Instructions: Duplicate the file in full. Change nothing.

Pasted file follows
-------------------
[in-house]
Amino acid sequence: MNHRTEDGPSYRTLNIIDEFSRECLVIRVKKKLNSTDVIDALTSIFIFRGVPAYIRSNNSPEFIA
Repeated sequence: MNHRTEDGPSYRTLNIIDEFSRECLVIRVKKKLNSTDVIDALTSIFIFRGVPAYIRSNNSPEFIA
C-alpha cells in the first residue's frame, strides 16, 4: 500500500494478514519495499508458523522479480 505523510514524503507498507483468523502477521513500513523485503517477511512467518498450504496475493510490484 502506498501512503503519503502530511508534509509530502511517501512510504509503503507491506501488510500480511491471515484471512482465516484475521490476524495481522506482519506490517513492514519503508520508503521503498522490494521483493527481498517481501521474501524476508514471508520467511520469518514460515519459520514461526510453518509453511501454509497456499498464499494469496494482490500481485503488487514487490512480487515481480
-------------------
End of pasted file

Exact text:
[in-house]
Amino acid sequence: MNHRTEDGPSYRTLNIIDEFSRECLVIRVKKKLNSTDVIDALTSIFIFRGVPAYIRSNNSPEFIA
Repeated sequence: MNHRTEDGPSYRTLNIIDEFSRECLVIRVKKKLNSTDVIDALTSIFIFRGVPAYIRSNNSPEFIA
C-alpha cells in the first residue's frame, strides 16, 4: 500500500494478514519495499508458523522479480 505523510514524503507498507483468523502477521513500513523485503517477511512467518498450504496475493510490484 502506498501512503503519503502530511508534509509530502511517501512510504509503503507491506501488510500480511491471515484471512482465516484475521490476524495481522506482519506490517513492514519503508520508503521503498522490494521483493527481498517481501521474501524476508514471508520467511520469518514460515519459520514461526510453518509453511501454509497456499498464499494469496494482490500481485503488487514487490512480487515481480